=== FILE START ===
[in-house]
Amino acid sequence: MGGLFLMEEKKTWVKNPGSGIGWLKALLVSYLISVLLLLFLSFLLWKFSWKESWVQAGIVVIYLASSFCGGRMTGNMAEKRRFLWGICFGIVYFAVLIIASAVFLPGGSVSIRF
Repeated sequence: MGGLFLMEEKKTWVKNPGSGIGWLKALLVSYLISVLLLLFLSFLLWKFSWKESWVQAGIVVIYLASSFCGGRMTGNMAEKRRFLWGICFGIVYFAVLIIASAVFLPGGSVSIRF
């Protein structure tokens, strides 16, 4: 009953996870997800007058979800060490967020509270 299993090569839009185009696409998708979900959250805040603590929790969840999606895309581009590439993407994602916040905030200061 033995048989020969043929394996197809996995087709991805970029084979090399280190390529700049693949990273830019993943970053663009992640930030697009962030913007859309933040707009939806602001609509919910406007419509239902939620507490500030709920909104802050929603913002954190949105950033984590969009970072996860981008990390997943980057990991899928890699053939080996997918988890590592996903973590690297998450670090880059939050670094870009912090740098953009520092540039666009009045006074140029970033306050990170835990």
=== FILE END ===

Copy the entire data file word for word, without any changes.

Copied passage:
[in-house]
Amino acid sequence: MGGLFLMEEKKTWVKNPGSGIGWLKALLVSYLISVLLLLFLSFLLWKFSWKESWVQAGIVVIYLASSFCGGRMTGNMAEKRRFLWGICFGIVYFAVLIIASAVFLPGGSVSIRF
Repeated sequence: MGGLFLMEEKKTWVKNPGSGIGWLKALLVSYLISVLLLLFLSFLLWKFSWKESWVQAGIVVIYLASSFCGGRMTGNMAEKRRFLWGICFGIVYFAVLIIASAVFLPGGSVSIRF
């Protein structure tokens, strides 16, 4: 009953996870997800007058979800060490967020509270 299993090569839009185009696409998708979900959250805040603590929790969840999606895309581009590439993407994602916040905030200061 033995048989020969043929394996197809996995087709991805970029084979090399280190390529700049693949990273830019993943970053663009992640930030697009962030913007859309933040707009939806602001609509919910406007419509239902939620507490500030709920909104802050929603913002954190949105950033984590969009970072996860981008990390997943980057990991899928890699053939080996997918988890590592996903973590690297998450670090880059939050670094870009912090740098953009520092540039666009009045006074140029970033306050990170835990």